But after you make this handbook, can you consider making a technical manual?
The U.S.S. 結晶 (Crystal) in Fremont, CA is now operational as of November 3, 2012.
Win Count: 5-0 (between LV. 4-8)
Pronounced: Kesshō

"Luck exists in its leftovers."
xavierwise.tsn said Sep 25, 2012 10:14:05
Below is another passage taken from the Handbook. The passage has been copied from the section that details the captain's role aboard their vessel. Both the quotes within this passage are taken from interviews with serving captains.

Let Your Officers Do Their Jobs

As Captain, you are the leader of a team of trained and competent officers. Whether they are fresh officers, straight out of training, or hardened veterans, aboard your ship, each will have an assigned role to perform. Remember, they react to your orders, but they can also act on their own initiative.

“Managing a crew effectively is difficult. The crew must function as a unit, a single entity, working together to achieve its goal. Allow members of your crew too much autonomy and confusion will rein aboard your ship. Communication will break down and at best, you will achieve your mission with minor success. However, you must trust them. Allow them some freedom to operate, to do their jobs. You are not the helmsman, or the weapons officer, you are the captain!”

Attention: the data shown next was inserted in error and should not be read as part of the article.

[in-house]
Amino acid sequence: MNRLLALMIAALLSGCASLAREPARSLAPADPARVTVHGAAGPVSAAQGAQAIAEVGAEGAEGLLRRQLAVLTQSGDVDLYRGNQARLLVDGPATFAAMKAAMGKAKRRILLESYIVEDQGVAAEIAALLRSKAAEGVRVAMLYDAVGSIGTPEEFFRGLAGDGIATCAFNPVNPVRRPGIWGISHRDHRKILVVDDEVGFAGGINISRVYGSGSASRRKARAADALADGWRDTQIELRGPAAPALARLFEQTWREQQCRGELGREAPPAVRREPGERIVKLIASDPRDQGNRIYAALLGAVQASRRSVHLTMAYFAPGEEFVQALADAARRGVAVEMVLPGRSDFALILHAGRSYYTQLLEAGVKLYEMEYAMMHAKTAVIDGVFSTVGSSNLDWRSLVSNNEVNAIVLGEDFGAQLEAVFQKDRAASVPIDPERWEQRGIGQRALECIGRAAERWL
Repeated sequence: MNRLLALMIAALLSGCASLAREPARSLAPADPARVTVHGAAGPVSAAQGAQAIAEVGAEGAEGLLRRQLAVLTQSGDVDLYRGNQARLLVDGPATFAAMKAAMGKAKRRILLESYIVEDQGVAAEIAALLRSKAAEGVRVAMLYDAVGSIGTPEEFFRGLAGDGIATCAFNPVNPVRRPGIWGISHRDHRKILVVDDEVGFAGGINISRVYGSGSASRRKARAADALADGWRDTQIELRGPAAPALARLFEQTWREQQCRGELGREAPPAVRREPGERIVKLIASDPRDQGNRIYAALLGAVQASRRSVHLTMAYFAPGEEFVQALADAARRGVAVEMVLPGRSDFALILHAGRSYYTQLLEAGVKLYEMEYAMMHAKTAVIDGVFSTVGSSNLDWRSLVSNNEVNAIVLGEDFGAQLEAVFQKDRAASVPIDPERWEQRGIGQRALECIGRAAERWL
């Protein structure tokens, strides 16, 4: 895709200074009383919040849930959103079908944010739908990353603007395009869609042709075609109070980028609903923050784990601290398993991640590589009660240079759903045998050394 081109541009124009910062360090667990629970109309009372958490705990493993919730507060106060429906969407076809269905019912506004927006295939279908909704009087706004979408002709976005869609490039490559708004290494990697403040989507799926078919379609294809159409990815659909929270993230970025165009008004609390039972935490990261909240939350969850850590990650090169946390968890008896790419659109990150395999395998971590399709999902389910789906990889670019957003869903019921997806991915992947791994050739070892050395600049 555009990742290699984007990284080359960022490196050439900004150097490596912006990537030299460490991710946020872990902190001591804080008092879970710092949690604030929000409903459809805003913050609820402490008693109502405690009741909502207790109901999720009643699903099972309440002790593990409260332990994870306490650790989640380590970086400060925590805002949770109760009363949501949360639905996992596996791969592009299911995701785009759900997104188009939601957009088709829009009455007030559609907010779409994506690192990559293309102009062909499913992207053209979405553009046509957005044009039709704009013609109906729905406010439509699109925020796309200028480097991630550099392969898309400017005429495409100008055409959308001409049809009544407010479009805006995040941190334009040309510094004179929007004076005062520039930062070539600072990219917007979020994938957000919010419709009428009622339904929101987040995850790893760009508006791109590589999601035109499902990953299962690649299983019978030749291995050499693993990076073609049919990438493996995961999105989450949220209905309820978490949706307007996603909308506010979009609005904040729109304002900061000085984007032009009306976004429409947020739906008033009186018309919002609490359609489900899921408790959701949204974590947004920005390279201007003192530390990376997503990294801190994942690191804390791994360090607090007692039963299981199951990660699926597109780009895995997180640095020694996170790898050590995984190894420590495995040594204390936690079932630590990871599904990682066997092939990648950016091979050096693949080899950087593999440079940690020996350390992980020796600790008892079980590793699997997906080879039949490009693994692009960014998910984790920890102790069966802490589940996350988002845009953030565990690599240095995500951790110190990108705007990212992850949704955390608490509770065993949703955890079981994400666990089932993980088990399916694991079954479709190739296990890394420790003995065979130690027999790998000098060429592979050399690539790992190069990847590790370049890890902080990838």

Trust is vital to effectively managing your officers. Trust that they will provide you with information you need. Trust they will get you to the heading you want. Trust they will engage the enemy as best they can.

“Repeatedly shouting ‘Fire Torpedo!’ during an engagement is pointless. The weapons officer knows he can fire torpedoes and will pick the optimal time to fire the damned things! He doesn’t need me to shout it constantly. I have other things to think about anyway, like the fact my shields might be about to fail!”

Remember, your officers know their own jobs. If they are aware of the plan, and you have instructed them on any limits, for example instructing your weapons officer to only use Primary Beams to conserve torpedoes, then they should be able to get on with their role confidently.
FeMonky said Sep 25, 2012 14:49:47
this is awesome. keep up the good work
xavierwise.tsn said Sep 29, 2012 10:18:46
I have prepared a version of the TSN handbook which I am going to make available to Officers and Captains today. The handbook is not completely finished; I intend to update it with new pages that can be added to a printed document, as well as a replacement for the PDF document.

The title is "Terran Stellar Navy; Officers Handbook". Within it, the handbook details what makes a skilled captain and a skilled officer. It outlines leadership qualities of a captain, and the duties of officers aboard the bridge. In addition, to this it includes a section on tactics to use in battle situations, detailing the expectations of the different officer stations aboard the ship.

The file will be added to the Artemis Wiki page for Officers and Captains to download.

I am issuing this first version unfinished as I would like feedback on its content and for captains and officers to contribute their knowledge.